In October 2010, The Jezabels delivered an EP called ‘Dark Storm’, the third and final release in a trilogy of EPs that began with 2009’s ‘The Man Is Dead’. Jesse Shrock caught up with drummer Nik Kaloper to chat about all things Jezabellian.
In music, it is often (if not always) the less obvious partnerships that yield the most interesting output. Take The Jezabels, for example. The Sydney foursome – who play something you might call ‘indie rock’, were it not so emphatic and intense – owe much of their unique sound to their vastly different backgrounds.
“The four of us, as musicians, come from different corners of the world to be honest,” relates drummer Nik Kaloper. “Our singer Hayley (Mary) is very much into 70s/80s pop music, like Abba, Blondie and The Divinyls. Sam (Lockwood) is sort of a country, bluegrass-loving folk guitarist and Heather (Shannon) is a classically-trained pianist.”
Nik’s contribution, meanwhile, is to give the band a thunderous rhythmic quality that I, for one, would regard as being more obviously at home in a metal band. When I put this observation to him, Kaloper laughs. “It’s funny you say that, because my previous band to this was a technical metal band! I’m very much into metal music… and it needs to be really brutal for me to enjoy it.”
“I think in the beginning the others were very desperate for a drummer, simply because they entered a band competition saying they had a drummer when they didn’t. They were prepared to take anything they could get… even if it was the next ‘metal guy’, as it were. So I joined the band under those circumstances, but then it all seemed to keep working, and no-one was going to deny the fact that it was a lot of fun to play together.”
“Don’t get me wrong,” Nik adds. “I sometimes get told to take my playing down a notch. But on those occasions I’d probably have to agree with them.”
The cumulative effect of Kaloper’s furious drumming, Shannon’s elegant piano lines, Lockwood’s echo-laden guitar work and Hayley Mary’s soaring vocals is a powerful, yet spaciously textured sound that seems like it has been (and should be) played in large rooms. Kaloper confirms that this is quite deliberate.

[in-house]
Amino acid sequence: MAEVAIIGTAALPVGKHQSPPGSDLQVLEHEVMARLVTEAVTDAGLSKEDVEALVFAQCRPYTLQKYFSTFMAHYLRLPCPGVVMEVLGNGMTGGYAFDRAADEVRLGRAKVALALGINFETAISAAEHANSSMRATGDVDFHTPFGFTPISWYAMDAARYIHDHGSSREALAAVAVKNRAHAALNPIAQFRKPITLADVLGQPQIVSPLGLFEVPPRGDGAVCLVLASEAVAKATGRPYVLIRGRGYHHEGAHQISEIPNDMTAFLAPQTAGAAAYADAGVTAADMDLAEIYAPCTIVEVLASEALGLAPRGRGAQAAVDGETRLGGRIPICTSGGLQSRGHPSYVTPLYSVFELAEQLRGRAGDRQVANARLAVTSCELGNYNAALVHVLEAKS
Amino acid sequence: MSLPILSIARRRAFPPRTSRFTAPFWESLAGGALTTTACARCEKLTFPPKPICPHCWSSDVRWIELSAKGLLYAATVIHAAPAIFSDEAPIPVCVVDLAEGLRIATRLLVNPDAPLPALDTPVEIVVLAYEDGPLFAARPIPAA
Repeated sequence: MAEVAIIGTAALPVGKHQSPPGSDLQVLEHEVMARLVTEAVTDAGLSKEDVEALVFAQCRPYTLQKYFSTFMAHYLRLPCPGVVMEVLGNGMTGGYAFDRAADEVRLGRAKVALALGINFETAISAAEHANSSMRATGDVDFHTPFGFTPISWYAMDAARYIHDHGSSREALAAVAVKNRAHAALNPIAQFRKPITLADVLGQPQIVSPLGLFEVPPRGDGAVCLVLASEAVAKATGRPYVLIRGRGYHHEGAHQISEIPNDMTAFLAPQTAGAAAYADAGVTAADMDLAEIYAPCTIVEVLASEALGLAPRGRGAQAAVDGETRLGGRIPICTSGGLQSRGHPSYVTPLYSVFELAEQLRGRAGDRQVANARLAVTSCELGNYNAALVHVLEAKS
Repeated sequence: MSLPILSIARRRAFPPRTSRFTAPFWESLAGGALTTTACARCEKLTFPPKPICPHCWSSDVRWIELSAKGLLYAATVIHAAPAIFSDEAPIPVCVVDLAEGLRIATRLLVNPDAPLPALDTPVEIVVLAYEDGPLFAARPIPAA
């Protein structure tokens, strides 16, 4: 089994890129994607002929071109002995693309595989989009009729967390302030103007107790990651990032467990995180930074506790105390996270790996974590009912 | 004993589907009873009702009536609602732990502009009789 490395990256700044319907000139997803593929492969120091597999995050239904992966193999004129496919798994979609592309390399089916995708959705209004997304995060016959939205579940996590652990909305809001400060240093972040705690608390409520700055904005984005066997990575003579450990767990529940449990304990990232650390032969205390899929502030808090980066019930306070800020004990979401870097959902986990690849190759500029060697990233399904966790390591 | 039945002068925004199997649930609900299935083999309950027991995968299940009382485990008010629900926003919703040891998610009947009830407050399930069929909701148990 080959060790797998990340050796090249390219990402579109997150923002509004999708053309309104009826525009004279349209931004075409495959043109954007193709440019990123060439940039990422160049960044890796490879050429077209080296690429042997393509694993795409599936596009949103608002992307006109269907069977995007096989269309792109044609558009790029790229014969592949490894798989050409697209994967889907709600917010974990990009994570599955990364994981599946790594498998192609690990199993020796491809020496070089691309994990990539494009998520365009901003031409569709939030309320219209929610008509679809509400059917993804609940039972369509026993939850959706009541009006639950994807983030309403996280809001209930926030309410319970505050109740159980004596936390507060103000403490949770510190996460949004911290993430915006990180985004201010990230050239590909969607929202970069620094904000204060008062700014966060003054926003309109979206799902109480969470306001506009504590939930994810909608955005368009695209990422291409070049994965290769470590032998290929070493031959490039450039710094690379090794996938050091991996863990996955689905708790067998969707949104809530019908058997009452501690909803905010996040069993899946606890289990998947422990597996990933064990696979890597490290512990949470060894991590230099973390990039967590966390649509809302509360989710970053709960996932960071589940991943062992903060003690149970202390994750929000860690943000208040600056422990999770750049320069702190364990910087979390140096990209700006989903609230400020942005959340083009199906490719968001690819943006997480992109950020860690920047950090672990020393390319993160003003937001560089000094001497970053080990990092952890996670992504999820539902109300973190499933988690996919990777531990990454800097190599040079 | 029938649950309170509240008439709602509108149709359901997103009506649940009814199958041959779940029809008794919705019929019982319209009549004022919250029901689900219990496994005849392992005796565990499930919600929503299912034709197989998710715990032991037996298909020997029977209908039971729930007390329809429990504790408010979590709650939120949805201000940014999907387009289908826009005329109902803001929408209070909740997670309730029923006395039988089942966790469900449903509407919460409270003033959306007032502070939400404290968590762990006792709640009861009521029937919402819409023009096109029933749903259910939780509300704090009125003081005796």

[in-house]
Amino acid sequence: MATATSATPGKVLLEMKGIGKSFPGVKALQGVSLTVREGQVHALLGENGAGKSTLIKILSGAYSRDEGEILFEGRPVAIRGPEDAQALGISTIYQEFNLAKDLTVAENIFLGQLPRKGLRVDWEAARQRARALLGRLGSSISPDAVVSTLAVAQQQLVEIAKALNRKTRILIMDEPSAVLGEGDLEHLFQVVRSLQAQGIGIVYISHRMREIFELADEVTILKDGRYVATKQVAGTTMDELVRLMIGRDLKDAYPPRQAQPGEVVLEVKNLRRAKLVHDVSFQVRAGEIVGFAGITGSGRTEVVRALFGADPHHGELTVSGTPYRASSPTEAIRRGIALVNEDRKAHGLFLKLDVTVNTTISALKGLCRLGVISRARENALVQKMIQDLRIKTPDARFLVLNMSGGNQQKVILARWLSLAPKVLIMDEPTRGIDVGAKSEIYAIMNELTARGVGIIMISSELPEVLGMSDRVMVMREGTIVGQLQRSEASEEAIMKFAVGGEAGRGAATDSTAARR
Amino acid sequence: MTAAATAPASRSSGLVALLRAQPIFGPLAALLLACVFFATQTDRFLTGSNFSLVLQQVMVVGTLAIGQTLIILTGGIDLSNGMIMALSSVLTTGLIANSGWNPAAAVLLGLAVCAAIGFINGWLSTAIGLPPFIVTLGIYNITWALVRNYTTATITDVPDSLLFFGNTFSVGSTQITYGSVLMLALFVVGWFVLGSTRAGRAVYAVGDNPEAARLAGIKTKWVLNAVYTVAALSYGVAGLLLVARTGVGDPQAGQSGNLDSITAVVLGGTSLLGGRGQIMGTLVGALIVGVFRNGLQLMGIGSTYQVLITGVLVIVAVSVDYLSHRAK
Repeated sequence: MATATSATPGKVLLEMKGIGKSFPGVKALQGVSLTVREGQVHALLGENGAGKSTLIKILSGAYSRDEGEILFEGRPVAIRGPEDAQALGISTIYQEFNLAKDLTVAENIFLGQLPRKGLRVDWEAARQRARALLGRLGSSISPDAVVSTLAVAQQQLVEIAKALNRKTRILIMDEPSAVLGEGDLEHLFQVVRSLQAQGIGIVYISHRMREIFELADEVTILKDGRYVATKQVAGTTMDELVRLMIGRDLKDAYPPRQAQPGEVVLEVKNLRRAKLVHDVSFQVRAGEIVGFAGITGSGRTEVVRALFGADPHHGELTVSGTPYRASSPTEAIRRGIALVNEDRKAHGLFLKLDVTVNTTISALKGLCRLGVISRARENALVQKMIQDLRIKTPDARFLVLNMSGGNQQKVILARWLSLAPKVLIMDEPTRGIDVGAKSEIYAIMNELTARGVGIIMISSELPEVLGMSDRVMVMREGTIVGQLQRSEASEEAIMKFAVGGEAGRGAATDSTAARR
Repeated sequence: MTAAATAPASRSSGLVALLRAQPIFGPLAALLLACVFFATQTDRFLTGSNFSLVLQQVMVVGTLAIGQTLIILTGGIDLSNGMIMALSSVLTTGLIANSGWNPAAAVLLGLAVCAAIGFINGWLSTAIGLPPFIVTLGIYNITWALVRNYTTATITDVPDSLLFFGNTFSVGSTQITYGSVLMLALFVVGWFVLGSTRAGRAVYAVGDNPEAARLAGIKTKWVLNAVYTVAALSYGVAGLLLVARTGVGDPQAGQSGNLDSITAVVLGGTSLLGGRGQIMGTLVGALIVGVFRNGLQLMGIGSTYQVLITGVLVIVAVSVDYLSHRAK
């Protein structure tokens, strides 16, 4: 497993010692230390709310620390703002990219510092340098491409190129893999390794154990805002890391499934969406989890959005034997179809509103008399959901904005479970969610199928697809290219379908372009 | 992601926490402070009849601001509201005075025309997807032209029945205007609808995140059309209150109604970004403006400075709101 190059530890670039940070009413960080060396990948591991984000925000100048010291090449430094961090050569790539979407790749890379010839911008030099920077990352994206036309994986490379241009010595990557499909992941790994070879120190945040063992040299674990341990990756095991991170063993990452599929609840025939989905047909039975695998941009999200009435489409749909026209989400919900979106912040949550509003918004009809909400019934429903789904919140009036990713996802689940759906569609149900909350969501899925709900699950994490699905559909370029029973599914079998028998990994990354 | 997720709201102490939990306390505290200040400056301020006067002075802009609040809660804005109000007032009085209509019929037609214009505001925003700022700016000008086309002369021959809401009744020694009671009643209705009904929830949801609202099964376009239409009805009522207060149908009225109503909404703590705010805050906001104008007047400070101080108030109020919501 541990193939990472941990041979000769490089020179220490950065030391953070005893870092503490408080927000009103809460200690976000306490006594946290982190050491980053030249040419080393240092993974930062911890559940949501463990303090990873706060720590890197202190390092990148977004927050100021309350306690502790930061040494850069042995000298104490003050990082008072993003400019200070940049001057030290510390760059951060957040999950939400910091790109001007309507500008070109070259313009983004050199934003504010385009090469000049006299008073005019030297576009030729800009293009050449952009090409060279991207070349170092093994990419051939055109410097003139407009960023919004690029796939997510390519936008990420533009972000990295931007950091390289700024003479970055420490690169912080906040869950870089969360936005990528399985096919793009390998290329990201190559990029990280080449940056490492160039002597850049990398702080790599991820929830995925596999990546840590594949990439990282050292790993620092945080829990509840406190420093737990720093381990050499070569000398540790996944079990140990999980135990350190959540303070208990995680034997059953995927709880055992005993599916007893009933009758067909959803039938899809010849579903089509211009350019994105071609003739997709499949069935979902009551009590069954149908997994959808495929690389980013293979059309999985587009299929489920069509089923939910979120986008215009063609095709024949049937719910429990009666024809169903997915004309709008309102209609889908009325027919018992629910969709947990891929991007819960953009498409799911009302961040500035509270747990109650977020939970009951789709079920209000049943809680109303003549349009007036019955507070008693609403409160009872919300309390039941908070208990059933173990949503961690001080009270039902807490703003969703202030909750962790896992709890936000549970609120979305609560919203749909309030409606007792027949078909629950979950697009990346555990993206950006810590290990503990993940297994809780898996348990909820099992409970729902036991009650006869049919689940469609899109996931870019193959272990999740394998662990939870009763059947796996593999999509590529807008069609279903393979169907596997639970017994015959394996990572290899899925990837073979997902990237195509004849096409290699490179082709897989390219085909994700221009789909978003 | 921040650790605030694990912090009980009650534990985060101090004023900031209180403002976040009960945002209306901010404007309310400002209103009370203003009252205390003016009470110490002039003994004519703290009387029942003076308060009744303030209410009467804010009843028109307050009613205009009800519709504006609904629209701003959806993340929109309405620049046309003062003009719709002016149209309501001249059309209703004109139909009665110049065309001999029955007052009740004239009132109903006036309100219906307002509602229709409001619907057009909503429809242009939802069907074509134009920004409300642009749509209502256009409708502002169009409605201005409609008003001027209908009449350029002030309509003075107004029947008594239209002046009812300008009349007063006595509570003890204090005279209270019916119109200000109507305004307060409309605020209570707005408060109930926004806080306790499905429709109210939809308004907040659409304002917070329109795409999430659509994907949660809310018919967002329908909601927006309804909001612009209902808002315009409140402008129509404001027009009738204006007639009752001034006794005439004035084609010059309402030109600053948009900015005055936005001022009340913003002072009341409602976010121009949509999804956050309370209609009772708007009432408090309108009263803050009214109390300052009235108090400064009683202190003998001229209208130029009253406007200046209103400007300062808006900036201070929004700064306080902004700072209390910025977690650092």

“That sort of sound is something that, with each release, we’ve progressively gravitated more strongly towards,” he says. “Anything that’s too crisp or too thin, production-wise, reminds me as a listener of the fact that it was made in a studio with sound-booths and all that kind of stuff. (While) something that’s a bit more spacious, and a bit more textured, just makes it seem like it lives in the real world a bit more. Since we realised that we could achieve that sound, and that it seemed to work for us, we’ve been deliberately pursuing that.”
Judging by the reception The Jezabels have been getting at their gigs lately, the ‘big space’ that surrounds them in their recordings is not something that will have to be simulated for much longer… Kaloper eagerly tells me how ‘stupefied’ he has been by the crowds over the band’s recent headlining tour, particularly in notoriously aloof Melbourne.
“It wasn’t just the sheer quantity of people that turned up, but how warm and nice they were,” Kaloper relates. “It was quite contrary to what we’d been told to expect from Melbourne audiences, which is to stand back with their arms folded. In the first chorus of (previous single) ‘Hurt Me’, Hayley just said ‘stuff it’, stuck the mic out into the crowd, and they sang along with the first chorus.”
The act of memorizing the band’s lyrics seems an especially strong testament to the crowd’s devotion – particularly in light of how abstract those lyrics tend to be. Kaloper confesses that even he can sometimes only guess at the meanings Mary weaves into her enigmatic verse.
“Hayley can be a little bit secretive about the meaning of the lyrics,” Kaloper says, “and I’m often left in the same position you are, in terms of having to find meaning in them for myself. (But) knowing Hayley and understanding the discourse that goes on within the band, I’d say there’s a lot of gender issues that she explores, and that there’s a bit of a romanticised nature to the lyrics throughout our EPs. I can definitely say that she puts a lot of concerted thought into everything she writes. She’s really quite picky about what she ends up singing, and goes through lots of changes and revisions before she’s happy.”
To date, The Jezabels have released three EPs – The Man Is Dead, She’s So Hard and the most recent Dark Storm. While all three have been made with a similar production palette, it would really only take a cursory glance over the similarly-themed cover art and cross-references in the song titles, to tell that the band have intended the EPs to be taken as a package.
“We wanted these three EPs to be regarded as a single, coherent body of work,” Kaloper says. “Stylistically, we wanted to grow and augment on the same style within them. We weren’t prepared to dramatically change anything we were doing at the time, we just wanted to explore it more as we went along, craft it better … But we’re not going to be releasing a fourth EP. We’re writing for an album now, and trying to mix things up a little bit.”